When we lose loved ones, we can also lose what made them special to us in the first place: their stories.
Born on 17 May in 1908, Mrs Mhyrra “Bobbie” Llewellyn was one of Canberra’s real characters. Best known in Canberra’s early horse riding circles as Mrs Llew, she ran Llewellyn’s Riding School in the valley below where the Royal Canberra Hospital once stood on Lady Denman Drive.
If you wanted to learn to ride in Canberra’s early days, you went to Mrs Llew’s.
Born in Parramatta and schooled at Cooma’s Holy Cross College, her family ran Gudgenby Station, now absorbed into Namadgi National Park.
Her claims to fame could and did fill record books: the first Canberra woman to get a trainer’s licence and owner of Canberra’s all-time favourite and Australia’s oldest racehorse – Trooper – who was unbeaten until he retired at age 19.
Mrs Llew also probably taught just about every Canberra girl who ever wanted to ride from the 1940s onwards.
But memories of the woman, who died in 1987, would have been long gone had it not been for friends like Jenny Stewart, of Yass.
Jenny met “Mrs Llew” in 1971 and their bond was to last the rest of their adult lives.
Jenny’s father was Roger Stewart, the then press secretary to Ralph Hunt who was Country Party Minister for the Interior.
“I had always wanted to ride but I was a city girl,” she said.
“I got a bridle for my 12th birthday. I didn’t have a horse but they gave me a bridle,” she laughed. “Because I was always asking for a horse, my father said Ralph had taken his kids to this woman called Bobbie and that she was highly recommended.
“I’d never been on a horse before, but I told them I could ride. They put me on a sweet old thing called Bluebell, but I immediately coveted another grey, a big sporting horse called Blue Boy. The next Sunday when I went there to ride again they asked who I had ridden the week before, I was audacious enough to say Blue Boy.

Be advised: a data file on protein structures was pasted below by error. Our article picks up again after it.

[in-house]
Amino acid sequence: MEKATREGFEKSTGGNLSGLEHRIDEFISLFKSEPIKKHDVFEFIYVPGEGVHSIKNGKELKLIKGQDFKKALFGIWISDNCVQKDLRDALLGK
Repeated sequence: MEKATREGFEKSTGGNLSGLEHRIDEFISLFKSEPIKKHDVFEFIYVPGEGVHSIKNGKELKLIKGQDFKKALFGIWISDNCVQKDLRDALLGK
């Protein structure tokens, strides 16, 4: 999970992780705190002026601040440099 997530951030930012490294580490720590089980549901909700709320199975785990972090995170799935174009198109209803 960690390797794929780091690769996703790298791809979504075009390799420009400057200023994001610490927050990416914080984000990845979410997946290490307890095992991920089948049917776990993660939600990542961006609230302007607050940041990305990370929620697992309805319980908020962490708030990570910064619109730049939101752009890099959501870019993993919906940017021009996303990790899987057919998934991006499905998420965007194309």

“Bobbie saw through me and later said, ‘I’m going to have to watch you’.” And watch Jenny she did – for the next 50 plus years.
Unlike Bobbie who started riding as soon as her feet could reach the stirrups, Jenny had to wait till she turned 21 for her dream of owning a horse to come true. She told her parents she just wanted money for her birthday, not telling them what for. They soon found out.
Jenny retains her passion for horses today, saying she learned everything she knows from Bobbie – and they were not always the easiest of lessons.
Bobbie worked best, she said, with people who had an open mind.
“You could learn so much from her, about riding, about the animal,” Jenny recalled. “She could look at a kid at pony club and, just by the way they sat on the horse, she could tell if they were going to last or not. And she was always right.
“A lot of people love horses, but they never get ‘it’. But when it clicks, like it did with Bobbie, it clicks.”
Bobbie met and married Alex Llewellyn in 1936 and they had one daughter. He was registrar of births, deaths and marriages in Canberra. When he served overseas, and later became a prisoner of war in Germany, Bobbie continued to run the riding school, eking out a living for her family – and nursing him full-time when he finally came home.
Those who knew her will tell you Mrs Llew was tough and quite “wicked”, but that she was also a woman of vast contrasts.
“She was all of five foot physically, but over six foot if you included her determination and character,” Jenny said.
She didn’t suffer fools, yet would go soft when it came to the monarchy. Not only did she always wear a Queen-like headscarf and full make-up, but she was rarely seen without a corgi at her heels. And not any old corgi.
“They were nasty pieces of work,” Jenny said.
Jenny said Bobbie Llewellyn touched thousands of lives during hers.
“It was a golden era for Canberra, when it was a town made up of people, not institutions,” she said.
For Jenny, Bobbie’s legend lives on in her constant companion, her rescue dog who, as fate often has it, was named LouLou.
“It was a sign,” Jenny said. “She was sent to me.”
Bobbie Llewellyn was awarded an MBE in 1971 for “services to the community”. She died in 1987 after suffering a clot on the lung.
Plans are underway to celebrate the life and times of Bobbie Llewellyn later this year. Friends and family interested in taking part should email their interest to email@example.com